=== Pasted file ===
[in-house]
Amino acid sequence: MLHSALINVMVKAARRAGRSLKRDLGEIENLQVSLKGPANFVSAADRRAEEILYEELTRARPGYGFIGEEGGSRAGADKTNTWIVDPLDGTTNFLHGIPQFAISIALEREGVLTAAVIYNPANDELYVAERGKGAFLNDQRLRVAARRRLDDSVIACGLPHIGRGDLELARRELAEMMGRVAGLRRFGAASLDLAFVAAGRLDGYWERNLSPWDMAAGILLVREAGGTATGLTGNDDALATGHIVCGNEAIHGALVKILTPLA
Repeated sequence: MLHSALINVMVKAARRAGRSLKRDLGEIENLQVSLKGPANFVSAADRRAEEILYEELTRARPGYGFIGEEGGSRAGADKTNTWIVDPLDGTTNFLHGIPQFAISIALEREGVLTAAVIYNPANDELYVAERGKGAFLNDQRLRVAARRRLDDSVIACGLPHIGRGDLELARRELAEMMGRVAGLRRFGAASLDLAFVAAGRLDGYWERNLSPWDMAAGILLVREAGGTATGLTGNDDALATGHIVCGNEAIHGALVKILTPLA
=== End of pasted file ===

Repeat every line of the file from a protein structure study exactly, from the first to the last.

[in-house]
Amino acid sequence: MLHSALINVMVKAARRAGRSLKRDLGEIENLQVSLKGPANFVSAADRRAEEILYEELTRARPGYGFIGEEGGSRAGADKTNTWIVDPLDGTTNFLHGIPQFAISIALEREGVLTAAVIYNPANDELYVAERGKGAFLNDQRLRVAARRRLDDSVIACGLPHIGRGDLELARRELAEMMGRVAGLRRFGAASLDLAFVAAGRLDGYWERNLSPWDMAAGILLVREAGGTATGLTGNDDALATGHIVCGNEAIHGALVKILTPLA
Repeated sequence: MLHSALINVMVKAARRAGRSLKRDLGEIENLQVSLKGPANFVSAADRRAEEILYEELTRARPGYGFIGEEGGSRAGADKTNTWIVDPLDGTTNFLHGIPQFAISIALEREGVLTAAVIYNPANDELYVAERGKGAFLNDQRLRVAARRRLDDSVIACGLPHIGRGDLELARRELAEMMGRVAGLRRFGAASLDLAFVAAGRLDGYWERNLSPWDMAAGILLVREAGGTATGLTGNDDALATGHIVCGNEAIHGALVKILTPLA